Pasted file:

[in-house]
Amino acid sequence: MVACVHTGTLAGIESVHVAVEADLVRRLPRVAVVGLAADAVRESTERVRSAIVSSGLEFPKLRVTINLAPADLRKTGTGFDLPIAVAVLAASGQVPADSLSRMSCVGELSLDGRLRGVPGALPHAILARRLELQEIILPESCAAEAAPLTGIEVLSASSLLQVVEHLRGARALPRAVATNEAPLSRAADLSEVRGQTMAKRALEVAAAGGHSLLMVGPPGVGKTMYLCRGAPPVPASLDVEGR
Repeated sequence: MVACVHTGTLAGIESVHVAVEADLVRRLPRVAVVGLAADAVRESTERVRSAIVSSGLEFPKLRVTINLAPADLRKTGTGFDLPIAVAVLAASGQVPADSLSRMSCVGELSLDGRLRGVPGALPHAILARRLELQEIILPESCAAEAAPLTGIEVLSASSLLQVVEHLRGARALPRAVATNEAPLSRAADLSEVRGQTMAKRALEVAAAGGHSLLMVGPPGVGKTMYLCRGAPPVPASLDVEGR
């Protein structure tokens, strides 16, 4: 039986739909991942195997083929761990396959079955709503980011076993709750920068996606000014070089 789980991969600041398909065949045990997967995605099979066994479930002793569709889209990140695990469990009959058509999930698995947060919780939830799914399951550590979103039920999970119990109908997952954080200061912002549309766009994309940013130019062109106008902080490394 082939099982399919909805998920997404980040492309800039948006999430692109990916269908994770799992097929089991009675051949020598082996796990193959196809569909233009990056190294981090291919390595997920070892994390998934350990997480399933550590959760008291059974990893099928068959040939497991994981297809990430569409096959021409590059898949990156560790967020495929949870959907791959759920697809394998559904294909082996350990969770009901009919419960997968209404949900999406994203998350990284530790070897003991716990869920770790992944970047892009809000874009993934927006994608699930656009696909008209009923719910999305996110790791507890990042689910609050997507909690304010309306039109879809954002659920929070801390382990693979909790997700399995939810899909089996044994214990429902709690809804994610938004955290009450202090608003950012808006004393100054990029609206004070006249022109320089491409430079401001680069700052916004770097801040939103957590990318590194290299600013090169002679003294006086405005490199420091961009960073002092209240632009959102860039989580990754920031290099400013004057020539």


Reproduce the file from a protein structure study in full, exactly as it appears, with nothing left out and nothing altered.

[in-house]
Amino acid sequence: MVACVHTGTLAGIESVHVAVEADLVRRLPRVAVVGLAADAVRESTERVRSAIVSSGLEFPKLRVTINLAPADLRKTGTGFDLPIAVAVLAASGQVPADSLSRMSCVGELSLDGRLRGVPGALPHAILARRLELQEIILPESCAAEAAPLTGIEVLSASSLLQVVEHLRGARALPRAVATNEAPLSRAADLSEVRGQTMAKRALEVAAAGGHSLLMVGPPGVGKTMYLCRGAPPVPASLDVEGR
Repeated sequence: MVACVHTGTLAGIESVHVAVEADLVRRLPRVAVVGLAADAVRESTERVRSAIVSSGLEFPKLRVTINLAPADLRKTGTGFDLPIAVAVLAASGQVPADSLSRMSCVGELSLDGRLRGVPGALPHAILARRLELQEIILPESCAAEAAPLTGIEVLSASSLLQVVEHLRGARALPRAVATNEAPLSRAADLSEVRGQTMAKRALEVAAAGGHSLLMVGPPGVGKTMYLCRGAPPVPASLDVEGR
């Protein structure tokens, strides 16, 4: 039986739909991942195997083929761990396959079955709503980011076993709750920068996606000014070089 789980991969600041398909065949045990997967995605099979066994479930002793569709889209990140695990469990009959058509999930698995947060919780939830799914399951550590979103039920999970119990109908997952954080200061912002549309766009994309940013130019062109106008902080490394 082939099982399919909805998920997404980040492309800039948006999430692109990916269908994770799992097929089991009675051949020598082996796990193959196809569909233009990056190294981090291919390595997920070892994390998934350990997480399933550590959760008291059974990893099928068959040939497991994981297809990430569409096959021409590059898949990156560790967020495929949870959907791959759920697809394998559904294909082996350990969770009901009919419960997968209404949900999406994203998350990284530790070897003991716990869920770790992944970047892009809000874009993934927006994608699930656009696909008209009923719910999305996110790791507890990042689910609050997507909690304010309306039109879809954002659920929070801390382990693979909790997700399995939810899909089996044994214990429902709690809804994610938004955290009450202090608003950012808006004393100054990029609206004070006249022109320089491409430079401001680069700052916004770097801040939103957590990318590194290299600013090169002679003294006086405005490199420091961009960073002092209240632009959102860039989580990754920031290099400013004057020539």